After several years of seeking to counter each other while insisting that their relations were at a recent best, Tokyo and Beijing became overtly contentious. A major event of the reporting period was China’s passage, and subsequent enforcement, of a law empowering its coast guard to take action, including through the use of force, to defend China’s self-proclaimed sovereignty over the Japanese administered Diaoyu/Senkaku Islands in the East China Sea. Heretofore reluctant to criticize Beijing over its actions in Xinjiang and Hong Kong, Japanese Foreign Minister Motegi Toshimitsu finally did so in April, and pledged to work with the United States to resolve China-Taiwan tensions. Chinese Foreign Minister Wang Yi warned that a continuation of such moves would cause Chinese-Japanese ties to hit bottom and threatened retaliation for any interference on Taiwan. No more was heard about a long-postponed Xi Jinping visit to Japan.
Perhaps the biggest news of the last third of 2020 was that Xi Jinping’s often-postponed state visit to Japan will not take place in spring 2021 and may be postponed to September 2022, in commemoration of the 50th anniversary of the normalization of China-Japan diplomatic relations. Both countries’ economies recovered well from the pandemic, with robust trade between them even as they continued to snipe at each other politically and upgrade their military capabilities. China continued to expand its presence in waters of the East China Sea claimed by Japan.
Major concern in this period centered around the future of Sino-Japanese relations in the post-Abe era, with most analysts predicting that there would be little change. China’s impressive, though credit-fueled, rebound from the coronavirus pandemic as Japan’s economy sharply contracted indicates that Tokyo will seek to maximize trade with the PRC.
Xi Jinping’s long-awaited state visit to Japan is on indefinite hold, with concern for the pandemic a convenient explanation for underlying multiparty opposition due to Beijing’s assertive actions in contested areas and its repressive measures in Hong Kong and Xinjiang. Differences of opinion remain on the wording of a so-called 4th Sino-Japanese Communique that is much desired by Beijing.
Politically, the major news in Japan-China relations was that Xi Jinping’s long-anticipated state visit was postponed. While the coronavirus was a factor, the two sides had also been unable to agree on the text of the Fourth Communiqué, and there was considerable opposition within Japan to the visit due to issues between them. Several major Japanese companies announced major investments in the People’s Republic of China, even as the Japanese government agreed to subsidize companies to move their supply chains out of the country.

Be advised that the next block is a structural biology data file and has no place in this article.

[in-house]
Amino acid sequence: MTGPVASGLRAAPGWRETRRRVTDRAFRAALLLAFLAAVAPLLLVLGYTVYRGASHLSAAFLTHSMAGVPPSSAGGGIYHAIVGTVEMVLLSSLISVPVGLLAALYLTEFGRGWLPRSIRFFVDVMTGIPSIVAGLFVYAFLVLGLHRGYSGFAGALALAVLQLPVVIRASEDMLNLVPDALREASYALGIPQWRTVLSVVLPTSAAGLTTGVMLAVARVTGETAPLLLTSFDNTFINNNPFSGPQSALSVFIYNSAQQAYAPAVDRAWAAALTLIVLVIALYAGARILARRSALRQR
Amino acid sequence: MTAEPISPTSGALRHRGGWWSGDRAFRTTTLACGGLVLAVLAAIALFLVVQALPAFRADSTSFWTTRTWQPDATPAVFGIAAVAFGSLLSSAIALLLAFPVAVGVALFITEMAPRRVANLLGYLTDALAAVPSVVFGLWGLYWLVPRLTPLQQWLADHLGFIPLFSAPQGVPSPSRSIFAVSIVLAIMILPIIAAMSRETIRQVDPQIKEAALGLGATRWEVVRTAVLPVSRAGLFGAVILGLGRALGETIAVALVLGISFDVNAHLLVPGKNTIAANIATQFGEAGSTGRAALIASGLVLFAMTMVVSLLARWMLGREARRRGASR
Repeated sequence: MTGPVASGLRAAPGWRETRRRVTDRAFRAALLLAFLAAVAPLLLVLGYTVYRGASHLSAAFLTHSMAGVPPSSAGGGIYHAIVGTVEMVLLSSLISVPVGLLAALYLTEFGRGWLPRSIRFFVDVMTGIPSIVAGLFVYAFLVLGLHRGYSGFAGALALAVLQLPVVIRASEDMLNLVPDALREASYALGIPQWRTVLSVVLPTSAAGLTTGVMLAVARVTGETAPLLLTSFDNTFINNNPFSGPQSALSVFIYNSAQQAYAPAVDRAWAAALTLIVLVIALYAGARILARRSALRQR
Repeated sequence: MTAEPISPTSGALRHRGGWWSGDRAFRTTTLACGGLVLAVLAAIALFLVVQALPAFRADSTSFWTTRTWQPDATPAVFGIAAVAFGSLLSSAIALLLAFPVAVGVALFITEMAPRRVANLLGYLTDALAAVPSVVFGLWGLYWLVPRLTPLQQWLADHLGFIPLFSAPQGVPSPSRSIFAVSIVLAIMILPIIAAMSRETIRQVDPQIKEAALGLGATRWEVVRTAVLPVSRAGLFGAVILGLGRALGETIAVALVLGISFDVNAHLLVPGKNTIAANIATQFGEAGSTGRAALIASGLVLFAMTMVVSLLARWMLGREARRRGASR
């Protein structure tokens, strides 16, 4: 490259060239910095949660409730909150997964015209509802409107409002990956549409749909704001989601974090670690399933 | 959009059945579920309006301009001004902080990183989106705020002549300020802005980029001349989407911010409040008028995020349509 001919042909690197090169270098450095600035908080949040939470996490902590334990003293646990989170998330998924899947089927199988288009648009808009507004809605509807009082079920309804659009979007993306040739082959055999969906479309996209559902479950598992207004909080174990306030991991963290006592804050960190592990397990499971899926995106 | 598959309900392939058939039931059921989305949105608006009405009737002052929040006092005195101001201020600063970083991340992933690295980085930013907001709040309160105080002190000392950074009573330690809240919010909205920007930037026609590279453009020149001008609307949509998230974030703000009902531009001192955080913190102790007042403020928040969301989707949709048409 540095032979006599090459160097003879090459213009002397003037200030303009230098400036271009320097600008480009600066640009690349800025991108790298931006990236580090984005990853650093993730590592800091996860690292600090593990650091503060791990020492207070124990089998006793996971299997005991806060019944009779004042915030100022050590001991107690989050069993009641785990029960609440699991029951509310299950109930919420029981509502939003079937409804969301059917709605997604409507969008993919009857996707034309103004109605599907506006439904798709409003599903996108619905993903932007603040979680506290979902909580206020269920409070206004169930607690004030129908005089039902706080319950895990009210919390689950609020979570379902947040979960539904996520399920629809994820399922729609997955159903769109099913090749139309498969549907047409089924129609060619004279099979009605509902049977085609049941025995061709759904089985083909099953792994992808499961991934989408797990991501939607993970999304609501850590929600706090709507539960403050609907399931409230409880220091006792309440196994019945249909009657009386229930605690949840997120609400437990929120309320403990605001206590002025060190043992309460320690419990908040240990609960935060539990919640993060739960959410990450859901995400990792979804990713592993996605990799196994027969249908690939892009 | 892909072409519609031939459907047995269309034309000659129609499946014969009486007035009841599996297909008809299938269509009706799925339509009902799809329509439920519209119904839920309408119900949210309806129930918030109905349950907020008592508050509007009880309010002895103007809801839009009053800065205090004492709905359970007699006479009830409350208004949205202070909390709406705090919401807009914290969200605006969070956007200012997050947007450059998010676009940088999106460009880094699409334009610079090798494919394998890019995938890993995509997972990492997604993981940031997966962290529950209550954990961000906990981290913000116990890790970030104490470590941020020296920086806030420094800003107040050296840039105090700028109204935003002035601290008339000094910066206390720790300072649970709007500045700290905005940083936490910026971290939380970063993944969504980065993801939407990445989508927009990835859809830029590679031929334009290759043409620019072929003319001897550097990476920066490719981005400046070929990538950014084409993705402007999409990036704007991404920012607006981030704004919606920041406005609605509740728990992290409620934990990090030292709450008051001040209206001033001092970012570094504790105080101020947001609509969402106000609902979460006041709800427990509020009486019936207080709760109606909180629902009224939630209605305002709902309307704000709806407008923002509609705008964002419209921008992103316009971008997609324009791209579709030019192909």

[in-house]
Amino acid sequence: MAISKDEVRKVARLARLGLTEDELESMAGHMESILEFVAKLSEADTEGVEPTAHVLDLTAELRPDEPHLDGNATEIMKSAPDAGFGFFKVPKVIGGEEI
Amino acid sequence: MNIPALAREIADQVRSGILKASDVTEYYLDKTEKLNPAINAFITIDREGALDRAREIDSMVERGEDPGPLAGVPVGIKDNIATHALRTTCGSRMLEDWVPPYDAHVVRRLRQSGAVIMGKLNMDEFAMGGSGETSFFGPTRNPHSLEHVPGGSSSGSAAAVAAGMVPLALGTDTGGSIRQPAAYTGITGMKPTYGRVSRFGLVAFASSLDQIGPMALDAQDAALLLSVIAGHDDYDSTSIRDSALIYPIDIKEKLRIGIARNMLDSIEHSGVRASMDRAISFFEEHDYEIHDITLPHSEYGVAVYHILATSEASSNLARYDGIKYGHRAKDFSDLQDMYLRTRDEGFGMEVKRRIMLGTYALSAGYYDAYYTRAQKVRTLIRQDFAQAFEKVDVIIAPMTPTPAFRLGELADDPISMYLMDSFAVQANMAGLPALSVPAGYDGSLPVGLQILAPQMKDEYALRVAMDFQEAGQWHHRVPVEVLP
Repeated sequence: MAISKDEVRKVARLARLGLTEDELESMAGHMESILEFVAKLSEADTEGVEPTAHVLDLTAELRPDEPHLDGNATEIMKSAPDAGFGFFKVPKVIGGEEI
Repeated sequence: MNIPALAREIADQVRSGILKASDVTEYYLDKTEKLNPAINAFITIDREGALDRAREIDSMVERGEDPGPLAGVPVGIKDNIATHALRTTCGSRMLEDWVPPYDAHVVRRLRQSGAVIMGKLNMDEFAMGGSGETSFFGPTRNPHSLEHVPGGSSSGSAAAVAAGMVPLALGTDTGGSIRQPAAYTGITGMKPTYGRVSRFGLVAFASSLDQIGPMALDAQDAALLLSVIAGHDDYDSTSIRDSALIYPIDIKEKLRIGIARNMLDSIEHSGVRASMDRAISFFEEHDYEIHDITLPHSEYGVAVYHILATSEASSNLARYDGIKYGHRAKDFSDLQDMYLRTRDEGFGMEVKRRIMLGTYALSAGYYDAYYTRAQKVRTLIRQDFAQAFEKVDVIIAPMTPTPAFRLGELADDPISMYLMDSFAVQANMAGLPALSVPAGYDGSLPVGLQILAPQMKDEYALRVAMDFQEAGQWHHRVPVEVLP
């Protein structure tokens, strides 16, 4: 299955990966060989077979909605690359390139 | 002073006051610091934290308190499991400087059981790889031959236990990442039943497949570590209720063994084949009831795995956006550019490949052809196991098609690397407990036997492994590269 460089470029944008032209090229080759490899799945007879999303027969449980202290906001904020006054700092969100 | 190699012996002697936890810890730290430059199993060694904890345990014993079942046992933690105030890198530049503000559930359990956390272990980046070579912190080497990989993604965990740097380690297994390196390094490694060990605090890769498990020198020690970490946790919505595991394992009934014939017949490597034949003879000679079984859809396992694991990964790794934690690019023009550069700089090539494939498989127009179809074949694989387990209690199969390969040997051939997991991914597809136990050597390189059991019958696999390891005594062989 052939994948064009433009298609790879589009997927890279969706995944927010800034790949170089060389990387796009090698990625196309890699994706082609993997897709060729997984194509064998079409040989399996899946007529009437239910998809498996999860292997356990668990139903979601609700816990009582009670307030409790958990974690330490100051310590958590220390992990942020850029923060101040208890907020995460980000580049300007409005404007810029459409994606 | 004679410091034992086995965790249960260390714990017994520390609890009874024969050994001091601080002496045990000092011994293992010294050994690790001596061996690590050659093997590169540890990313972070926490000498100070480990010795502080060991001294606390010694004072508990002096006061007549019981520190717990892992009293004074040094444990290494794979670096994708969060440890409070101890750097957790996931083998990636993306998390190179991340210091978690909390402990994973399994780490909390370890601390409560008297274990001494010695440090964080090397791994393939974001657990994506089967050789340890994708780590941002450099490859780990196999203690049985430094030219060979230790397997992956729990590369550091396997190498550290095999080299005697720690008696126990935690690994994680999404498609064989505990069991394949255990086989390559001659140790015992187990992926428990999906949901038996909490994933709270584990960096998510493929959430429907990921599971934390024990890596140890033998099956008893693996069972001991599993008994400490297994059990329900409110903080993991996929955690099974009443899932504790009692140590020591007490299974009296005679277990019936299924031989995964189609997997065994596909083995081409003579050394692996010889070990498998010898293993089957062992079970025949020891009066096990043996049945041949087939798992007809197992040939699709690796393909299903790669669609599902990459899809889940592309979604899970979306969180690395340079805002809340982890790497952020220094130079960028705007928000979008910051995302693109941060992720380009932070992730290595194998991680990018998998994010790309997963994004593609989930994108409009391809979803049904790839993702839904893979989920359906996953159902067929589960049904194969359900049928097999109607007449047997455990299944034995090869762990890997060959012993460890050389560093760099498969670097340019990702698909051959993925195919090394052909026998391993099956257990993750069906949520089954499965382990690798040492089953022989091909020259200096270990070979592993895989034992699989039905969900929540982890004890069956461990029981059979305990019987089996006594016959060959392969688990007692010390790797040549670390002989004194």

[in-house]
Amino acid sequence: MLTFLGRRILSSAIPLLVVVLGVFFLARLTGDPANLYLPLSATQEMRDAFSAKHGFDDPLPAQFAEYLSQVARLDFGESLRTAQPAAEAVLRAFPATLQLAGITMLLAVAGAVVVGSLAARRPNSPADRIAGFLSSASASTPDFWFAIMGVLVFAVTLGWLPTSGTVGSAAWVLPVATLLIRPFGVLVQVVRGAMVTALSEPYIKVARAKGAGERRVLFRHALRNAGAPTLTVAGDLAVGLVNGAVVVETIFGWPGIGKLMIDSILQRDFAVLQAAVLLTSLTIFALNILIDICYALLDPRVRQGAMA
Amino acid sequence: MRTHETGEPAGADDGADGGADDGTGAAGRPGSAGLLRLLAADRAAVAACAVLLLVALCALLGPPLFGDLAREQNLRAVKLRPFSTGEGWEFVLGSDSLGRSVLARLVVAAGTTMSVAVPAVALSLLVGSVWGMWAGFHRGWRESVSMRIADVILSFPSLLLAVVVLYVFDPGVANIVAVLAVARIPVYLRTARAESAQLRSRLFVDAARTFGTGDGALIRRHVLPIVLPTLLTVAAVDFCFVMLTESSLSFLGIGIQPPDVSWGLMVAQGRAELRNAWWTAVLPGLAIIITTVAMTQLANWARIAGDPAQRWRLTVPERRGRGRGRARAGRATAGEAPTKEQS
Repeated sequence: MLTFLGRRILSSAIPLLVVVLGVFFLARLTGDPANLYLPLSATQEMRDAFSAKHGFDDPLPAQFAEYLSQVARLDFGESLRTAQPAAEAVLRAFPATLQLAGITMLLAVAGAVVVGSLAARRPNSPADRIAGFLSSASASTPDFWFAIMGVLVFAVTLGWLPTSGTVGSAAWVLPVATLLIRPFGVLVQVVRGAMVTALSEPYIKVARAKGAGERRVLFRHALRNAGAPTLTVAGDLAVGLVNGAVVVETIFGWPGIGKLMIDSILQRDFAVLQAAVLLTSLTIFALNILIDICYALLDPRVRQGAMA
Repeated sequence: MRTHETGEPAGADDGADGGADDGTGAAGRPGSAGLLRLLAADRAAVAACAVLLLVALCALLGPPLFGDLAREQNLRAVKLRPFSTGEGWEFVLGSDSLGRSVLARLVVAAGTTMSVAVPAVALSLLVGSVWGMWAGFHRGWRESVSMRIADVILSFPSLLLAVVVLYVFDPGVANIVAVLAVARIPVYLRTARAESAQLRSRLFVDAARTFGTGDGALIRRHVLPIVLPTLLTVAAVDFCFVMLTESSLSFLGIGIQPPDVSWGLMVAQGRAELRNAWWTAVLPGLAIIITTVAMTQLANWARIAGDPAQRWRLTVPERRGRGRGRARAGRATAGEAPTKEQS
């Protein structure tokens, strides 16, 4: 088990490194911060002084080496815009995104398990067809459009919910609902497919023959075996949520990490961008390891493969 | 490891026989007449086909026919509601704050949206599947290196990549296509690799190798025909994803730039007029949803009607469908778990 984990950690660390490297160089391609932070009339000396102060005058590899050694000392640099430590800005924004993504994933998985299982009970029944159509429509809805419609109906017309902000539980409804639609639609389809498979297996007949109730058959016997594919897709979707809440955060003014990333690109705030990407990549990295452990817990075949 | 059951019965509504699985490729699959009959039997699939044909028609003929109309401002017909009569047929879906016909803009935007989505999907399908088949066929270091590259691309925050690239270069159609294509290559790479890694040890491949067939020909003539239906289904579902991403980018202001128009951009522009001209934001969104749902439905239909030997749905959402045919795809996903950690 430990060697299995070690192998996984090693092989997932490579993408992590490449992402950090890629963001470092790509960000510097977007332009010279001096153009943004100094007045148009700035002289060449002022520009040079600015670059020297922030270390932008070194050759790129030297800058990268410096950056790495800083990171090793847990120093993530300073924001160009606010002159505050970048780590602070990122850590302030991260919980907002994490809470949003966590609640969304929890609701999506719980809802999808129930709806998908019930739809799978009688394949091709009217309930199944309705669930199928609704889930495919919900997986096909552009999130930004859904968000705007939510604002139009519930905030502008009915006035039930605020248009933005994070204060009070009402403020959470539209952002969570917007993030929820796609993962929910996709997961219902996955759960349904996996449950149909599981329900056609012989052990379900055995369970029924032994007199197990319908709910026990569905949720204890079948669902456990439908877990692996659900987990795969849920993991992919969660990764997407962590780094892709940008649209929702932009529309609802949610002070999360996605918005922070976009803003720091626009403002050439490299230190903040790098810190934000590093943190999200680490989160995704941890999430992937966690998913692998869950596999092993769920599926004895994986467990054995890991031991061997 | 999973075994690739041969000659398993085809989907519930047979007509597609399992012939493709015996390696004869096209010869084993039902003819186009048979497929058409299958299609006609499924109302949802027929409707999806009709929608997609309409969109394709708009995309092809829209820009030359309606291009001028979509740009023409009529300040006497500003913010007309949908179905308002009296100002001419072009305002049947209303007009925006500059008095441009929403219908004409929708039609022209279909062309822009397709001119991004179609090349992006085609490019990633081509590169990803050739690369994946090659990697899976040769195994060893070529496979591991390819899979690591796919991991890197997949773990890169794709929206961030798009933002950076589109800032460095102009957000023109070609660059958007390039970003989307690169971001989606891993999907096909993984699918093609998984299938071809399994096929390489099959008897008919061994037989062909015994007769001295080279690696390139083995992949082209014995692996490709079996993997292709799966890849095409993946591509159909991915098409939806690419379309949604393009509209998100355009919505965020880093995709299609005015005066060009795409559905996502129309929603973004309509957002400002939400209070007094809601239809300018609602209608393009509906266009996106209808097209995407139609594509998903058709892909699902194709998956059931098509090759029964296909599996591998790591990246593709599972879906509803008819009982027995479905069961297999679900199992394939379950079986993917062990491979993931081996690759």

As Tokyo continued to press unsuccessfully for a date on Xi Jinping’s state visit to Japan, frictions continued on matters such as the number of Japanese nationals detained in China, human rights concerns involving Xinjiang and Hong Kong, and Japan’s tentative reaction to participation in both the Regional Comprehensive Economic Partnership and the Belt and its Road Initiative. Trade relations remained strong despite declining economic growth in China and near stagnation in Japan, with both sides continuing to enhance their defense capabilities.
Chinese and Japanese relations have been cordial during the summer months, but tensions over history, economics, disputed territories, and military expansion continue to simmer. Several meetings failed to reach consensus on issues. China continued to tighten its de facto control over disputed territories as Japan reinforced its capabilities to defend those areas. Several major Japanese corporations announced plans to move production out of China, citing concerns with the US-China trade war. Worsening relations between Seoul and Tokyo, and in particular Seoul’s decision to end an intelligence-sharing agreement, could weaken plans for joint resistance to Chinese and North Korean activities. No date has been set for Chairman Xi Jinping’s long-delayed reciprocal state visit to Japan.